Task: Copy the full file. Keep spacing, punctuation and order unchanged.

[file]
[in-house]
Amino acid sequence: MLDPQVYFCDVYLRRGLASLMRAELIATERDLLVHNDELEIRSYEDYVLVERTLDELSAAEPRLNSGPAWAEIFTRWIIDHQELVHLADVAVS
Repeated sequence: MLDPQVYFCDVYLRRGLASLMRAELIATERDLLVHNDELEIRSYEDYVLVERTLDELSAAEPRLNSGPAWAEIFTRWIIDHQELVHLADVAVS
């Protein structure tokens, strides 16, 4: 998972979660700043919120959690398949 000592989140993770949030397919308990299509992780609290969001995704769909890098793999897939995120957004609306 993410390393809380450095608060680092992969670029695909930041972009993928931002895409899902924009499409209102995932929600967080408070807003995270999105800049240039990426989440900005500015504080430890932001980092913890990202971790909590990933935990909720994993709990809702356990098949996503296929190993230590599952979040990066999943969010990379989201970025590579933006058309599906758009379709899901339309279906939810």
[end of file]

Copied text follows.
[in-house]
Amino acid sequence: MLDPQVYFCDVYLRRGLASLMRAELIATERDLLVHNDELEIRSYEDYVLVERTLDELSAAEPRLNSGPAWAEIFTRWIIDHQELVHLADVAVS
Repeated sequence: MLDPQVYFCDVYLRRGLASLMRAELIATERDLLVHNDELEIRSYEDYVLVERTLDELSAAEPRLNSGPAWAEIFTRWIIDHQELVHLADVAVS
């Protein structure tokens, strides 16, 4: 998972979660700043919120959690398949 000592989140993770949030397919308990299509992780609290969001995704769909890098793999897939995120957004609306 993410390393809380450095608060680092992969670029695909930041972009993928931002895409899902924009499409209102995932929600967080408070807003995270999105800049240039990426989440900005500015504080430890932001980092913890990202971790909590990933935990909720994993709990809702356990098949996503296929190993230590599952979040990066999943969010990379989201970025590579933006058309599906758009379709899901339309279906939810």